Multiple shares/classes do not necessarily indicate poor governance, but they are a factor to consider. In the information technology sector, for example, it is common for company founders and insiders to hold shares that have greater voting rights than outside investors.

  • Do shareholders have access to place proposals on proxy ballots or nominate directors?

A company’s record of dealing with shareholder proposals that receive a majority of votes may also be an indicator of how a company deals with its shareholders.

  • What actions can a board take without shareholder approval, such as amending company bylaws?
  • Are there plans in place, such as poison pills, that can make it difficult for a company to be acquired? How is management rewarded in the event of a takeover?
Takeover provisions should be reviewed and shareholders should have adequate rights to vote on these provisions.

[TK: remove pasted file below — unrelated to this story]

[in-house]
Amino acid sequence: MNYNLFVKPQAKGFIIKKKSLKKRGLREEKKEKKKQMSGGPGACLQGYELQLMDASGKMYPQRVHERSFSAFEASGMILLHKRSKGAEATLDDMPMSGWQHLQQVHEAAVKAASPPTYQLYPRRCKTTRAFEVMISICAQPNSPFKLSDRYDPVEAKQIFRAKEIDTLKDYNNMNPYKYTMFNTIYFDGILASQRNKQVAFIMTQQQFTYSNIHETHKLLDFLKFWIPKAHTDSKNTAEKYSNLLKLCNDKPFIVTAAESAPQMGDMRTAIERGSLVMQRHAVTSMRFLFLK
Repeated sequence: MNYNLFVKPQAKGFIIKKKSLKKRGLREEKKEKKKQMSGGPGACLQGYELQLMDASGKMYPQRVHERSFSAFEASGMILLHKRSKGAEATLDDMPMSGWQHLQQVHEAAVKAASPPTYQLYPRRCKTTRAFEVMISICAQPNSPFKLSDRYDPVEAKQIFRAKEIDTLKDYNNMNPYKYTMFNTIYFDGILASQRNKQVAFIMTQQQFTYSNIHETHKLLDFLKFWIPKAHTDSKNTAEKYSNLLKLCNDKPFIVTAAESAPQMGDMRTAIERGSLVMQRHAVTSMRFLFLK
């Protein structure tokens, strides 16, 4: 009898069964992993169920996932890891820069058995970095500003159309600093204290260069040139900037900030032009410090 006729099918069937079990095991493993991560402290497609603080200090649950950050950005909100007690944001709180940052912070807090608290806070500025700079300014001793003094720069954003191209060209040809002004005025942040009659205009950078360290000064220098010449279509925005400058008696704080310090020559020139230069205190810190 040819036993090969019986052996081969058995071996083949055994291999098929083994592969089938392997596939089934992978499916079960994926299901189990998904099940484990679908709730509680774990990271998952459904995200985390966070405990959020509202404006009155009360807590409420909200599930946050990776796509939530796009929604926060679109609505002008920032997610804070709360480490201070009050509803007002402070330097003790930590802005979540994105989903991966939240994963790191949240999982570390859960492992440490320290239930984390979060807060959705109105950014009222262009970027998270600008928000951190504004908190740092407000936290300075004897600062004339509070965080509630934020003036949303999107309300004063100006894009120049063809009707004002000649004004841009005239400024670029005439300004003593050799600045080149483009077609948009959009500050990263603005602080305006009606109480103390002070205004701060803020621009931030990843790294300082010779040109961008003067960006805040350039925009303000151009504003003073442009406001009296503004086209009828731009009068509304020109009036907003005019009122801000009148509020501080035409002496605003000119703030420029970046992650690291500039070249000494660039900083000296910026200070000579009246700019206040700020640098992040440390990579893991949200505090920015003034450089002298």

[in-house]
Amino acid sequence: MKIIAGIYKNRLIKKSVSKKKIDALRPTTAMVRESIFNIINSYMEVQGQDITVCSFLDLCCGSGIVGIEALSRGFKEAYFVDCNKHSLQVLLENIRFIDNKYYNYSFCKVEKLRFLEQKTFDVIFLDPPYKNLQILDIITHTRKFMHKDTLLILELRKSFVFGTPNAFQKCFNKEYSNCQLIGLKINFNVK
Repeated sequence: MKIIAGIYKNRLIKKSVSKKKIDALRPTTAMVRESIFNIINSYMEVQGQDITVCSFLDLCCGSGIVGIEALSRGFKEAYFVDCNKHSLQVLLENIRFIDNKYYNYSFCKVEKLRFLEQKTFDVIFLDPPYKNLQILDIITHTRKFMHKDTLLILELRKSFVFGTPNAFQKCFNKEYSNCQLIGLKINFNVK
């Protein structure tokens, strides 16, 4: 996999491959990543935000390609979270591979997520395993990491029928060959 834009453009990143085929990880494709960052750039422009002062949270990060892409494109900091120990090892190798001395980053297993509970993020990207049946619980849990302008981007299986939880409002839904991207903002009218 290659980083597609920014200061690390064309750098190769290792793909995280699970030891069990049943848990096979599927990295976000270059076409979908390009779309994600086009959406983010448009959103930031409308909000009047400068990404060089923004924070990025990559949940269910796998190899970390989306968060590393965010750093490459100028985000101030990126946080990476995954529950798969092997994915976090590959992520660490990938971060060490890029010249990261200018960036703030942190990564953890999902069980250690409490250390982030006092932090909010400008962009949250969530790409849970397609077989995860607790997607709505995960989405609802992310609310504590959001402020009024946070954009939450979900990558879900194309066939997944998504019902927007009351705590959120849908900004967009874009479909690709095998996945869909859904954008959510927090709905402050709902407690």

6.  Proxy voting and shareholder influence

Increasingly, investors are using proxy voting as a means to influence a board’s corporate oversight as well as its commitment to improving its governance on issues such as climate change, income inequality, and shareholder proxy access.
 
Shareholders must have the ability to use their votes to send a message to the board by withholding votes for the directors in cases where the company has delayed taking action on winning shareholder proposals, failed to deal with a director’s poor performance, or did not improve board accountability and oversight.
 
Letter writing campaigns also can be successful in lobbying for change in a company’s corporate governance and, in some cases, have taken the place of putting proposals on shareholder ballots. Pension funds and asset managers, for example, may join forces to successfully use letter writing to bring about new voting measures, including majority voting, repealing classified boards, and removing supermajority voting provisions.
 


[1] 2016 Board Diversity Census of Women and Minorities on Fortune 500 Boards, http://www.catalyst.org/system/files/2016_board_diversity_census_deloitte_abd.pdf

[2] The Evolution and Current State of Director Compensation Plans, PayGovernance.com http://paygovernance.com/the-evolution-and-current-state-of-director-compensation-plans/


This article is for informational purposes only and should not be construed as investment or legal advice.